Ann Arbor City Council is to consider a proposal to decriminalize all drugs under 15 grams.
A University of Michigan student group launched a campaign that calls on Ann Arbor to fully decriminalize all drug possession.
Students for Sensible Drug Policy at U-M won key political endorsements and is urging the Ann Arbor City Council to adopt a “Resolution to Advance Sensible Drug Policy,” which would prevent the city's police department from arresting people for possessing any drug under 15 grams.
“Progressives have said for years that drug use is not a crime, and with this resolution, they can finally put their money where their mouth is,” Derek Fraser, policy director for SSDP, said at a recent news conference. “We believe fundamentally that drug enforcement has not created cost savings, reduced incarcerations or improved public safety. A new approach is ultimately needed.”
The proposal would eliminate “any municipal criminal codes that utilize arrest or incarceration for actions involving the manufacturing, distribution, selling, planting, cultivating, and transport of 15 or fewer grams of any single controlled substance.”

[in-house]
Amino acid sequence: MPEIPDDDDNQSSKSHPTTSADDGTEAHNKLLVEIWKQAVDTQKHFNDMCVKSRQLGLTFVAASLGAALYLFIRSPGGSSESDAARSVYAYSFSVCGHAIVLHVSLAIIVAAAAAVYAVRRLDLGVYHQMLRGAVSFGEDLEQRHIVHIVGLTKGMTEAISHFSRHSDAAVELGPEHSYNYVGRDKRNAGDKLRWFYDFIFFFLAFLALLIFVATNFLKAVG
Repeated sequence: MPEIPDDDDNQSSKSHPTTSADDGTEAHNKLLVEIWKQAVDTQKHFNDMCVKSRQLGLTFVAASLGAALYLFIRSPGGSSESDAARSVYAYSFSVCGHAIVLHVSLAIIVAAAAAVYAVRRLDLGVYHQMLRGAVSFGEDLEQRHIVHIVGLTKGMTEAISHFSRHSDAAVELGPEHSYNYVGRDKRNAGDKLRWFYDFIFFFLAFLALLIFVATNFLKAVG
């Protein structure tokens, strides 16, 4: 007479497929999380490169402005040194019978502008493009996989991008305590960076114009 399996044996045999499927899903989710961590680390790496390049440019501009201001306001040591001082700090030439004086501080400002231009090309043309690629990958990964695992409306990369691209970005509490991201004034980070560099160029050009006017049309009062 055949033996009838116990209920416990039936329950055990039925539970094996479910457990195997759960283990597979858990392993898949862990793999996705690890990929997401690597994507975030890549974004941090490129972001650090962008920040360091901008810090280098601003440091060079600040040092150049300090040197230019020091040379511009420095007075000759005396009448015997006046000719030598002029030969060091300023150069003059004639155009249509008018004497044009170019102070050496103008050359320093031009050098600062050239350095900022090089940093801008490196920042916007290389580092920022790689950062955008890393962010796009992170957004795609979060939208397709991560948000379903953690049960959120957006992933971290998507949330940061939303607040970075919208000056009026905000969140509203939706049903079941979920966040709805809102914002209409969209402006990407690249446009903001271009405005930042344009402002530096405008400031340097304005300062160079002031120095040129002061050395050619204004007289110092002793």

The resolution also calls on increased funding for proven recovery services, such as distributing Narcan, the medication used to reverse opioid overdoses, to local businesses.
"We're going to no longer use money on enforcement and instead spend it on proven, evidence-based measures," Fraser said.
State Rep. Yousef Rabhi, D-Ann Arbor, and state Sen. Jeff Irwin, D-Ann Arbor, have endorsed the proposal, saying the war on drugs has disproportionately impacted people of color.
“Because it’s a racist war, we have seen the incarceration of our Black and Latino brothers and sisters reach an unacceptable level,” Rabhi said. “That is a problem that persists today.”
Rabhi said 60% of the people in Michigan’s prisons for “drug offenses that are now legal” are Black and Latino.
“We need to change that,” he said.
Irwin’s Chief of Staff Annie Sommerville said the resolution would decrease “unnecessary interactions with police.”
“It keeps communities safer,” Sommerville said of decriminalization. “The policy really centers around removing unnecessary harms that target communities of color and poor people.”
Ann Arbor City Council has not yet publicly discussed the proposal, but SSDP members said they have talked to council members who are on board.
In September 2020, the city council voted unanimously to decriminalize the use of psychedelic mushrooms.
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